The Nairobi bourse in Kenya to add depth and liquidity to markets

The capital markets in Kenya have witnessed many years of sustained and rapid growth. This performance, phrased as one investor as “Africa in fifth gear”, reflects the broader macroeconomic fundamentals of the country’s economy, which is set to strengthen further in 2017 as a result of ongoing government spending on infrastructure and the recovery in tourism. Both the IMF and the National Treasury have projected 6.1% growth in GDP in 2017.

However, short-term hurdles have dampened enthusiasm, such as the global uncertainty resulting from Brexit and the unexpected outcome of the US presidential elections in 2016, and domestic concerns over the national elections in August 2017. Indeed, Richard Mambo, head of Global Financial Institutions (East Africa) at Standard Bank, said that trading volumes are likely to stay low ahead of the election.

Still, while investors at the Nairobi Securities Exchange (NSE) may have been holding back investments to take account of short-term moves, excitement in Kenya’s long-term growth trend has not dimmed, as demonstrated by the ongoing activity in private equity (PE) and mergers and acquisitions (M&A). Strong performance from listed companies suggests a slight undervaluation, while new initial public offerings (IPOs) on both the main and small and medium-sized enterprise (SME) boards point towards an upturn in capital raising. Marcel Mballa-Ekobena, executive head of investment products sales East Africa at CfC Stanbic Bank, told OBG that although there may be “...a lot of clouds on the horizon”, he did not see “...a material catalyst to undo the markets overall.” He also said that, “Kenya still has a safehaven aspect in terms of equities for investors into sub-Saharan Africa. The trajectory is still upwards, even if the gradient is not up to its potential.”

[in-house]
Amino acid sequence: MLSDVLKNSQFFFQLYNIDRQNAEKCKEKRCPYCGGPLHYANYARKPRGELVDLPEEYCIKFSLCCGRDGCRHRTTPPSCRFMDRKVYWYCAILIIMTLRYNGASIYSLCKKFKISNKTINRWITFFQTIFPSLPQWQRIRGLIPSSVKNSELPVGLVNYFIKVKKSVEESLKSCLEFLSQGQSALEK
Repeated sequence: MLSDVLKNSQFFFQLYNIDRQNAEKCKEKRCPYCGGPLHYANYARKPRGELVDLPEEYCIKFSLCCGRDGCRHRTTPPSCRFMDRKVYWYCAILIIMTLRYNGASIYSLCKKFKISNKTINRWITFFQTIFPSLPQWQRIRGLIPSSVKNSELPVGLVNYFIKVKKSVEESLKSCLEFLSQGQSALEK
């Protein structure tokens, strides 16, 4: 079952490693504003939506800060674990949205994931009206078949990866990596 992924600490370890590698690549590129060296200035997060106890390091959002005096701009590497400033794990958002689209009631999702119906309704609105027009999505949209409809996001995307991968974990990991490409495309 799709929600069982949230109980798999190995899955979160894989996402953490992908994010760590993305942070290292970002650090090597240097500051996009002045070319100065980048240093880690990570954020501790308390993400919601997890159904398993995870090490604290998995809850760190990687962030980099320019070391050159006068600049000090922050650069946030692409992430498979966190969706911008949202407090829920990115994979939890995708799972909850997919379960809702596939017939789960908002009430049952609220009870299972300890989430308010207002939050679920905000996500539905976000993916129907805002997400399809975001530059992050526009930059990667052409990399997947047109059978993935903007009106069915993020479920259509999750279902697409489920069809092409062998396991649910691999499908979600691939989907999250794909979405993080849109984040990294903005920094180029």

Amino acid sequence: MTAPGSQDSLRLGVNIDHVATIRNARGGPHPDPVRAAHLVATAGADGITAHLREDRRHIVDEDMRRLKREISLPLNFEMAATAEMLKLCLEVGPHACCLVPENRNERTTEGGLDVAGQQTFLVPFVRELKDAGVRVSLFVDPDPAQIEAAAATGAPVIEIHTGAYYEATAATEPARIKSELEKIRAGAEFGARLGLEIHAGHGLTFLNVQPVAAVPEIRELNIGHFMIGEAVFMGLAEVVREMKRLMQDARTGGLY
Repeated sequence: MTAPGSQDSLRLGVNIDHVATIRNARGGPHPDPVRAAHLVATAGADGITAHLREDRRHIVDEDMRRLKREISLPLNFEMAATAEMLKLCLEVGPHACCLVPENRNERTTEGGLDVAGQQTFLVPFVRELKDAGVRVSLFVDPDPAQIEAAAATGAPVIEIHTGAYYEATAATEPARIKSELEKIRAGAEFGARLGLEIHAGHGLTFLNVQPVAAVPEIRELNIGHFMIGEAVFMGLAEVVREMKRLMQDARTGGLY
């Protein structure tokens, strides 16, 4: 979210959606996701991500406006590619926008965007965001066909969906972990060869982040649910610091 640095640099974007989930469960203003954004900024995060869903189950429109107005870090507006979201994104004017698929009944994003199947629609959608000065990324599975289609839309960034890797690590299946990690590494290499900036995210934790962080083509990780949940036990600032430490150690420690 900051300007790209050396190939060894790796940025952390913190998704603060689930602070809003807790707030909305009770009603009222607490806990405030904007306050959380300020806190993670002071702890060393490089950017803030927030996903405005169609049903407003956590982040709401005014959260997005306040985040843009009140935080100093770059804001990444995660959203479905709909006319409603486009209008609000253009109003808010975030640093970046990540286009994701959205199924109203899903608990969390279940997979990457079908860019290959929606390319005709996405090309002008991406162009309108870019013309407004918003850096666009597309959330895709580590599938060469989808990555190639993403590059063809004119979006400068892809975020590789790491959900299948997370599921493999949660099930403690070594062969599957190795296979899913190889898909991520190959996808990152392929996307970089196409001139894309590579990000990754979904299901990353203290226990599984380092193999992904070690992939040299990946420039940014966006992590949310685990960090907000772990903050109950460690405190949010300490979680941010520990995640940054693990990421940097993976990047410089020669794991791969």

Market Structure

The NSE opened in 1954, although equity trading on the bourse dates back to the 1920s. At that time, the exchange was based in a café at the Stanley Hotel in downtown Nairobi, a more informal setup, where gentlemen’s agreements were made on the spot and physical settlement of trades occurred later. Now, trading is fully electronic, and in June 2013 the bourse ended a 60-year presence in Nairobi’s central business district in favour of a new facility in the Westlands neighbourhood.

The NSE is currently host to 67 equities, up from 61 in 2014, spread out across the main board. It has an alternative investment market segment (AIMS) – which has lower requirements for assets, share capital and reporting requirements – and a growth and enterprise market segment (GEMS) targeting SMEs. The NSE also trades in bonds and has 26 government bonds consisting of three five-year issuances, nine 10-year bonds and 14 bonds – fixed income and infrastructure – of between 10 and 30 years. There were also six commercial bonds as of mid-February 2017. As of early April 2017, total capitalisation on the exchange was KSh1.8trn ($17.6bn).

Funds & Operators